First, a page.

Dr. Chad Whelan was named chief executive officer of Banner-University Medicine in Tucson on Sept. 26.
This includes both hospitals, Banner-University Medical Center Tucson and Banner-UMC South, as well as the Banner University Medical Group, comprised of physicians and other providers who are faculty members of the UA College of Medicine, clinics and the University Physicians Healthcare faculty practice plan.
He joined Banner-University Medicine in the midst of infrastructure expansion at the main Tucson hospital and at an innovative moment in health care. A new hospital tower is under construction at Banner-UMC and will replace the current hospital, which was built in 1971.
“Some of the infrastructure here is old,” Whelan said. “To provide the kind of care we want to provide, we need to update the facilities.”
It is a $400 million project for a new nine-story, 670,000-square-foot inpatient tower and 75,000- square-foot renovation of existing facilities. More than $50 million will go to new patient-care equipment and computers.
It’s scheduled to be complete in April. Banner-UMC leadership touts the private rooms and state-of-the-art technology that the building promises. It is located west of the current hospital.
“It’s a once-in-a-lifetime opportunity to move into a new building like this,” he said. “Moving into a new facility gives us the opportunity to think about how we want to organize the patient-care model.” This entails delivering a truly collaborative, team-based approach to care, he said.
Before coming to Banner, Whelan was at Loyola University Medical Center in Maywood, Illinois, for 4½ years, where he was chief medical officer and then president. He oversaw a 550-bed hospital and 25 ambulatory clinic sites with 700 physicians and 4,500 employees.
Whelan will work closely with Dr. Irving Kron, executive dean of the UA College of Medicine, and he reports to Larry Goldberg, president of the statewide Banner–University Medicine Division.
Banner Health also named Sarah Frost, formerly the interim CEO of Banner–UMC’s Tucson and South hospitals, as permanent CEO of the medical centers in September.
On Tuesday, the Arizona Daily Star sat down with Whelan to discuss his new position and his vision for the hospitals’ future. Here is an excerpt from the interview:
Q: What is the state of the hospitals that you have inherited?
A: Banner-UMC offers the full continuum of care. We’re a level-one trauma center, we do transplant care and bread-and-butter medicine as well. I think there’s a clear commitment to community, both within Tucson and surrounding areas.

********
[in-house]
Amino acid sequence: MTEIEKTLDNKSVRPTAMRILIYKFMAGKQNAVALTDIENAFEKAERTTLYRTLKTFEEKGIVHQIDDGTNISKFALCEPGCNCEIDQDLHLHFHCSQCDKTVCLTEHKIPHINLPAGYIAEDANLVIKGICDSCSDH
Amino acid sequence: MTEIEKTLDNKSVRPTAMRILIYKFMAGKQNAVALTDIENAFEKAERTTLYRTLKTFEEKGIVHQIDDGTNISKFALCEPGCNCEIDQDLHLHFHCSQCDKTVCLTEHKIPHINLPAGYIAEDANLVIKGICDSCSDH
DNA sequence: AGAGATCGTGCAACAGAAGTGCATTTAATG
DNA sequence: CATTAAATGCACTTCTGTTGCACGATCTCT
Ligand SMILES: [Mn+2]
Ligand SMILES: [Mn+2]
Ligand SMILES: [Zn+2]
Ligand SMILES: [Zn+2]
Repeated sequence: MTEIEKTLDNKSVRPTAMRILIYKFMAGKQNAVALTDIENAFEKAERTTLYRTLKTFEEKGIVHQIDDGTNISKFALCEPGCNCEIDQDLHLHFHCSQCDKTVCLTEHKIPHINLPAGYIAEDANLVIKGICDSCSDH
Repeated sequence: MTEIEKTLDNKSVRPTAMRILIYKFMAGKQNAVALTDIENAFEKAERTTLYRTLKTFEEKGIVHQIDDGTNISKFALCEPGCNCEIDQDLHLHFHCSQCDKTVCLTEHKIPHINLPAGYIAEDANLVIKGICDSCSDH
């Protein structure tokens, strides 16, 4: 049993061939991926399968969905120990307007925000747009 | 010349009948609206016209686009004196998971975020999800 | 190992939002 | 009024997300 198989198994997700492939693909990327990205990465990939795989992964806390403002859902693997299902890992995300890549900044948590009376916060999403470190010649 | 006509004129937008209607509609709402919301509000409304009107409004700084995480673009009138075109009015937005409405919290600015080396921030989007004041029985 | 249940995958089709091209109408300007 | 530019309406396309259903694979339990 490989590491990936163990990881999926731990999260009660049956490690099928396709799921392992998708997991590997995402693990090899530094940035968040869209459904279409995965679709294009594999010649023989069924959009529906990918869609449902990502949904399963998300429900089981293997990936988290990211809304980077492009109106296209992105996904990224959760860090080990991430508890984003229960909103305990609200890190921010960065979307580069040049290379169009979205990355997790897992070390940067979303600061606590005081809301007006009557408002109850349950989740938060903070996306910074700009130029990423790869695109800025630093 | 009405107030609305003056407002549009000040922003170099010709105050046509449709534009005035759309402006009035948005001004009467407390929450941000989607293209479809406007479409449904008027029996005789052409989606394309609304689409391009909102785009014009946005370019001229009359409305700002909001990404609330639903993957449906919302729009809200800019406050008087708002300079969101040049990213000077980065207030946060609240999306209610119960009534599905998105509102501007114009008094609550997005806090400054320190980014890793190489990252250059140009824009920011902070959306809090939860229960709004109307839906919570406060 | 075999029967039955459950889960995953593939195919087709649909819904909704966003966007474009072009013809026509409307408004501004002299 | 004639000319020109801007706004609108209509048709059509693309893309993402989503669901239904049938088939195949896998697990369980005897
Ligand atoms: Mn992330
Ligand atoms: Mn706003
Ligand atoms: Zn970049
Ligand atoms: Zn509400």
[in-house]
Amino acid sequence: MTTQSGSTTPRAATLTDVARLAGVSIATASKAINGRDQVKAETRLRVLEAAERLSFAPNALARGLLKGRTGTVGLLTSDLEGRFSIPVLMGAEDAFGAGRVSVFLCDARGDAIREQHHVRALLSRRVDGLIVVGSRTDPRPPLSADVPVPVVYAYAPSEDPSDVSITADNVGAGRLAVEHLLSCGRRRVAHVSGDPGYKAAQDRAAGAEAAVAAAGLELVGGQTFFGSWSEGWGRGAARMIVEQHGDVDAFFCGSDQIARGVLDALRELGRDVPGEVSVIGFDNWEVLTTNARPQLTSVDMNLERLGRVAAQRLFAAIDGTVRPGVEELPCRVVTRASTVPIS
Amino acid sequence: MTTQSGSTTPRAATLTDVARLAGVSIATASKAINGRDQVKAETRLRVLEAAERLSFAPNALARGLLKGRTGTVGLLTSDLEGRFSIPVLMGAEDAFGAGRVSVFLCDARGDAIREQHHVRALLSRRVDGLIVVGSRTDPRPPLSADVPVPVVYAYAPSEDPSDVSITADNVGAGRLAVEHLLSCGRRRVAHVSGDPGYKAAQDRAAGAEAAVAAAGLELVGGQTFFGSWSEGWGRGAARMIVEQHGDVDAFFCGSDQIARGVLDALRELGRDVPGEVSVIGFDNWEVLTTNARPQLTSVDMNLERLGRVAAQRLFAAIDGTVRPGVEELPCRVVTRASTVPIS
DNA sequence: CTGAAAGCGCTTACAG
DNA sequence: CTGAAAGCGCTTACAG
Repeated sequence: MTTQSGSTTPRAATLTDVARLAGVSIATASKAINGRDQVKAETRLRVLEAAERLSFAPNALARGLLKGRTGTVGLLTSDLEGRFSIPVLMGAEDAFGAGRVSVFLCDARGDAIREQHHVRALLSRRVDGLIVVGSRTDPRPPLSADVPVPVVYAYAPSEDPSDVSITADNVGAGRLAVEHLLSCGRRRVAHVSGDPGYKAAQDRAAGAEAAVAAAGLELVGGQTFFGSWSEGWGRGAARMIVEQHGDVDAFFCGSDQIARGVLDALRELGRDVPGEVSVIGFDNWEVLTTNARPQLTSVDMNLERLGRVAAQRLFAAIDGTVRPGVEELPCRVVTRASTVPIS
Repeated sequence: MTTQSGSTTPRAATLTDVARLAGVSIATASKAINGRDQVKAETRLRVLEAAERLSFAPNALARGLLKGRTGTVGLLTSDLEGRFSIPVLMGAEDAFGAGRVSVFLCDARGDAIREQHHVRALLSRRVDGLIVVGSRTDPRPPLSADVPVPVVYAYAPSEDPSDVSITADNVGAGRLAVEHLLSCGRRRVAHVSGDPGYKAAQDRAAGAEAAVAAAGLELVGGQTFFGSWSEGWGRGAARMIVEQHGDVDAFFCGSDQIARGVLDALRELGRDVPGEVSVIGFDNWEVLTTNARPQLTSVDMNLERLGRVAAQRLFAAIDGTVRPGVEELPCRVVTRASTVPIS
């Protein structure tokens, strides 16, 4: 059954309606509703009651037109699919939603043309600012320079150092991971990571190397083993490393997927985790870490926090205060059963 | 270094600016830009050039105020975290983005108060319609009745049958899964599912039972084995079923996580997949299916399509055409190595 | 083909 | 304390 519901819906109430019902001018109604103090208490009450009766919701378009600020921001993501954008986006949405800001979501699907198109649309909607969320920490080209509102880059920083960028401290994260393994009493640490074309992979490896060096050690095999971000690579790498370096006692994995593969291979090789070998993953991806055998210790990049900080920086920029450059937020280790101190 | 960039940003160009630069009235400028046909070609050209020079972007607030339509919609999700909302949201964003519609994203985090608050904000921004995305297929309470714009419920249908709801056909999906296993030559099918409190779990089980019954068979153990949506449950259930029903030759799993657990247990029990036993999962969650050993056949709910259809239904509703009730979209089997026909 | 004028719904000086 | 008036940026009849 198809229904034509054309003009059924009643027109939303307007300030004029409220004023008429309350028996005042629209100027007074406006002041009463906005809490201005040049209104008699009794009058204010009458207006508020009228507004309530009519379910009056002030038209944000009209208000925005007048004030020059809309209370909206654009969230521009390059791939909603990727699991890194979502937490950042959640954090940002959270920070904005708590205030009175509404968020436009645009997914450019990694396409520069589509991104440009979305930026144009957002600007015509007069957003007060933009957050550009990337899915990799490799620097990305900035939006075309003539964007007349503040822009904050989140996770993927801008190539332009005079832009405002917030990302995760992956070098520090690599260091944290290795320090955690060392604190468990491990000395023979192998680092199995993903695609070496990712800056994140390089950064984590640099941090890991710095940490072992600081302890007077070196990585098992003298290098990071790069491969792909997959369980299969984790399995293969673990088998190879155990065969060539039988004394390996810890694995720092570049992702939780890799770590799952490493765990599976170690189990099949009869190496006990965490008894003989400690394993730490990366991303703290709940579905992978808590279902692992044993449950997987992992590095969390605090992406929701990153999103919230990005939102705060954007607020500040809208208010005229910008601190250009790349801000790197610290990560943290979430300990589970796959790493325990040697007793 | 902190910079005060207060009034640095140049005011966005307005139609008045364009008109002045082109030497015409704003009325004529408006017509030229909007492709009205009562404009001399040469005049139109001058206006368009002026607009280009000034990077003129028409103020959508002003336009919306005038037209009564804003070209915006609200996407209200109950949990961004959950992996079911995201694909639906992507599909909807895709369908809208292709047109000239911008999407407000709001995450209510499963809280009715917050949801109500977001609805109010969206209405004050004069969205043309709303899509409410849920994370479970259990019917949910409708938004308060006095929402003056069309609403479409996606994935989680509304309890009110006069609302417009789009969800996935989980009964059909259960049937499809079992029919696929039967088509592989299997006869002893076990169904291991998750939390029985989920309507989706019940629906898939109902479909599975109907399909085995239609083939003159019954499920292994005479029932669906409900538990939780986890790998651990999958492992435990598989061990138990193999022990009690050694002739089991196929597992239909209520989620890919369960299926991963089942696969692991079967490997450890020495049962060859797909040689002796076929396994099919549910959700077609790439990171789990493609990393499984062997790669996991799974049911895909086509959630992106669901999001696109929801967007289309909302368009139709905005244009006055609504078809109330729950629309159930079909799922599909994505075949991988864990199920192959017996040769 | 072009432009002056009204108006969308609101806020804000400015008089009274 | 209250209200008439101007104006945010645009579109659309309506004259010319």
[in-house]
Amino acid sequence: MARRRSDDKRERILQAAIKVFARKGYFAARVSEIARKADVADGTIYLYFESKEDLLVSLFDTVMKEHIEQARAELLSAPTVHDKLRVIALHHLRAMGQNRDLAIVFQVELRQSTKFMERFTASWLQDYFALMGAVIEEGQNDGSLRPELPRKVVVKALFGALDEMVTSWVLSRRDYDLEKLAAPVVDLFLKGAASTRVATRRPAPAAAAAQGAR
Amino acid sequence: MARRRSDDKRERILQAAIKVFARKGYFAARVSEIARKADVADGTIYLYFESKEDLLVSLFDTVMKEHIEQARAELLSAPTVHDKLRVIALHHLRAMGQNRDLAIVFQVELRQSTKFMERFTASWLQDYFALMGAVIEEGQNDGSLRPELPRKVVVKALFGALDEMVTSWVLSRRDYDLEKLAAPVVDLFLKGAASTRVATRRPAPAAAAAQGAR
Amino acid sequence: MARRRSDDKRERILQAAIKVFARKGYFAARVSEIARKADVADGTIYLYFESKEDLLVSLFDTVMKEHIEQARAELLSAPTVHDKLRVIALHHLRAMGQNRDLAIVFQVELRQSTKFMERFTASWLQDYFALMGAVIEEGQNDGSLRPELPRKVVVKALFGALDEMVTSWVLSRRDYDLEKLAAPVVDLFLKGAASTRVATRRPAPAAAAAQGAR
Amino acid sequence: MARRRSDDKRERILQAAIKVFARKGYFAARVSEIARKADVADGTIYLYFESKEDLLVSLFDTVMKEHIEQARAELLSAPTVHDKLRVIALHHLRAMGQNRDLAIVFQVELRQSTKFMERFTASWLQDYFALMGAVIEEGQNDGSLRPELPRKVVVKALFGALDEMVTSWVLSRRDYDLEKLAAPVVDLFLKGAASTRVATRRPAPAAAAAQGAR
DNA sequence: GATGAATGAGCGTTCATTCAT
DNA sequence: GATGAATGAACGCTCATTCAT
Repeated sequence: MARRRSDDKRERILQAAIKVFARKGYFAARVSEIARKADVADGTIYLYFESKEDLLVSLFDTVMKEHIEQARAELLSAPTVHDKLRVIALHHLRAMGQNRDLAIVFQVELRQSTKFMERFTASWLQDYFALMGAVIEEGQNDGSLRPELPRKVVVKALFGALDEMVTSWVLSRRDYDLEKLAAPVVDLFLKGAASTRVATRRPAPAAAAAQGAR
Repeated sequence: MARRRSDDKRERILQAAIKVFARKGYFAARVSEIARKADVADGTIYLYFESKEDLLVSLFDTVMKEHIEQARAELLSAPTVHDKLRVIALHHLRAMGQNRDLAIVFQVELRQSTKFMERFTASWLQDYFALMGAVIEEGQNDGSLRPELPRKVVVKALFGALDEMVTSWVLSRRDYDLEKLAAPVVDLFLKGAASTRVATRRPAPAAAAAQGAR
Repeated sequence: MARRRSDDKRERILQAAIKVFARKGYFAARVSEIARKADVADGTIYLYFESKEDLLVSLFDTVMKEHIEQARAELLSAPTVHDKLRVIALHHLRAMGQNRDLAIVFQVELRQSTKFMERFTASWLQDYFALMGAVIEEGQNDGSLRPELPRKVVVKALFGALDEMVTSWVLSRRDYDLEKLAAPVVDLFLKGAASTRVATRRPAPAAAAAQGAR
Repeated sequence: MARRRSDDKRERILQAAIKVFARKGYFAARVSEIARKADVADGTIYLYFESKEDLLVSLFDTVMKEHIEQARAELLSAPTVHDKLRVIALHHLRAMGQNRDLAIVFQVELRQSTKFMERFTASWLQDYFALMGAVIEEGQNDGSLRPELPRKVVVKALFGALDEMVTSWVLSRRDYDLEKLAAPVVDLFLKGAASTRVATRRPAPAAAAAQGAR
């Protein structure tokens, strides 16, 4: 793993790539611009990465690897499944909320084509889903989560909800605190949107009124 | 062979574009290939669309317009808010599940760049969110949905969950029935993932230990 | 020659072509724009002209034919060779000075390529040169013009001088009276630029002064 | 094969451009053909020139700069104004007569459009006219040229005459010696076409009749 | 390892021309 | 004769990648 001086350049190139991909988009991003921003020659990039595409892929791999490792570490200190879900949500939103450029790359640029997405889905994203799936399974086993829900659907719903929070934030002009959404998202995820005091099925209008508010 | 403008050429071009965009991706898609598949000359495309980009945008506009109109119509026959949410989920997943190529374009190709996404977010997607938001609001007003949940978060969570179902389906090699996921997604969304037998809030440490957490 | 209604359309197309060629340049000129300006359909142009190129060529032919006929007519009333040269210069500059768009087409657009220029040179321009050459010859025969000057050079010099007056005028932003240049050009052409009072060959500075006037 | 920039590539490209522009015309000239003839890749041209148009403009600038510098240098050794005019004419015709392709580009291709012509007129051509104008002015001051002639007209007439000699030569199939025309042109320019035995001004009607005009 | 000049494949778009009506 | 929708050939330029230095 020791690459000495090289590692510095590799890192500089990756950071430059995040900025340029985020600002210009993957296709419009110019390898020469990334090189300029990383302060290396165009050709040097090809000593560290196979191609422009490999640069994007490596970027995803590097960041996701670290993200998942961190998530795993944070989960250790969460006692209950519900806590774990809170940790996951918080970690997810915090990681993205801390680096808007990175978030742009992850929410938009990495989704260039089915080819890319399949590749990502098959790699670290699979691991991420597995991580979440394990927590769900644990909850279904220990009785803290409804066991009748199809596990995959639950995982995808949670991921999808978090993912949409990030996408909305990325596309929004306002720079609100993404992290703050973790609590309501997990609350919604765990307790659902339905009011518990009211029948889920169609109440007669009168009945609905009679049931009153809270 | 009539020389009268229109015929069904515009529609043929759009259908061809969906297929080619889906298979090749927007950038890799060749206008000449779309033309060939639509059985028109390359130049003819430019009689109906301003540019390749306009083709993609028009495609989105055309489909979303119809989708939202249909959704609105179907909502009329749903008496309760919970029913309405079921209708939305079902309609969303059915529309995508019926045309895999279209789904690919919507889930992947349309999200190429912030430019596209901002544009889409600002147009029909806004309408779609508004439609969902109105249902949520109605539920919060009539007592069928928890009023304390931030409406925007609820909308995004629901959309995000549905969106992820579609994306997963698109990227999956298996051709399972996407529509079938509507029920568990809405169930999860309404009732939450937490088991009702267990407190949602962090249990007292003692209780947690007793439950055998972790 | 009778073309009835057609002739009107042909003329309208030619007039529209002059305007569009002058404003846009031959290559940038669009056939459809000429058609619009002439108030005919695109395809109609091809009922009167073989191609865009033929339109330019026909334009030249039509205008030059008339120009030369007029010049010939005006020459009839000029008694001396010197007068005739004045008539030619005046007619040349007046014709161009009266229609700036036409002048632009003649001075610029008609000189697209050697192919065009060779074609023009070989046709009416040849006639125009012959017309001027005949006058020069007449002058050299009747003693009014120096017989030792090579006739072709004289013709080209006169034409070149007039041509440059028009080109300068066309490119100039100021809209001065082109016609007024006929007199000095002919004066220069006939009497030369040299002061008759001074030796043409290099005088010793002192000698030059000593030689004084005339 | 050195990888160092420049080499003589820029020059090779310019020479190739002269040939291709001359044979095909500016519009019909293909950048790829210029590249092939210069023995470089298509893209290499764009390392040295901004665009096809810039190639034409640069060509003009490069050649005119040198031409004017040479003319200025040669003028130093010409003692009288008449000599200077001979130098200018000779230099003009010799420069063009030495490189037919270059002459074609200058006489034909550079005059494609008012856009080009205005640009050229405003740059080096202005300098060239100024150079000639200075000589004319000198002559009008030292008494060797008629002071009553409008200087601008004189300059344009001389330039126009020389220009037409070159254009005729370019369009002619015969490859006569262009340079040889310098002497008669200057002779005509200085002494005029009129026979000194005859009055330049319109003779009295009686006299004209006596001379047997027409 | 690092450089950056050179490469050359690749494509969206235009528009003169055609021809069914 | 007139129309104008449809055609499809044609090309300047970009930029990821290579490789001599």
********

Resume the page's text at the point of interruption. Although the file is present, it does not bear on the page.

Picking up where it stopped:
The hospitals and faculty physician practice plan have a lot of pride and a long history of taking care of all types of patients, particularly highly complex patients needing trauma services, transplants and advanced cardiovascular care. We have a National Cancer Institute-designated cancer center here (the University of Arizona Cancer Center). Banner–UMC South has outstanding behavioral-health services and is also a strong community hospital.
There are challenges here for sure. The infrastructure is outdated and this new tower is absolutely needed.
The people here have been through many transitions over the past five years, and they are looking for stability and a forward-looking vision.
We have a demand for our services that we need to meet, and we need to do that in a timely and patient- and provider-friendly way. We need to improve access across all areas, whether it’s clinical, emergency room or transfer from another hospital.
Q: What is your vision for the hospital?
A: I came here because of the opportunity that Banner-University Medicine in Tucson provides — to build an integrated health-care delivery system as part of a regional health system that also supports the important academic missions of a major university: research, teaching and innovation.
There’s a lot of places around the county struggling with how they will exist in the future, and this is one of those places that happens to have all the pieces that many places are looking to build. Now what we get to do is create and deliver an integrated delivery model. That means we must partner with community providers as well to create a full network.
We also need to serve as an academic medical center. We need to be a true partner with the University of Arizona. Banner-University Medicine in Tucson will provide outstanding opportunities for students in the health sciences as well as innovation and research to keep improving health and health care.
Q: What has been the impact of the Affordable Care Act on Banner-UMC and what would happen if it is repealed, as it nearly was this summer?
A: Our mission is about providing high-quality care efficiently while providing the best patient experience. It doesn’t matter how you get paid. But uncertainty makes it hard. If you’re planning on one method of payment and then it shifts, that’s hard for us to pivot around. A future in which we understand what’s coming would be optimal, but the core thing that everyone wakes up thinking about is, “How do we provide the best care?”
Q: Can you tell me about the progress of the National Institutes of Health All of Us research program to enroll 1 million Americans in what will be the largest health-data resource ever to help researchers learn how environment, lifestyle and genes can impact health?
A: It’s an initiative that is truly cooperative between Banner and the UA. It’s that cooperation that got the site funded because it’s a very competitive bid for proposal. Out of a total 81,419 All of Us participants enrolled nationally, Banner/UA has enrolled 18,028 participants, or 22 percent of all enrolled. There are 10 other major academic medical centers involved. I don’t think anyone can begin to imagine what we’re going to learn.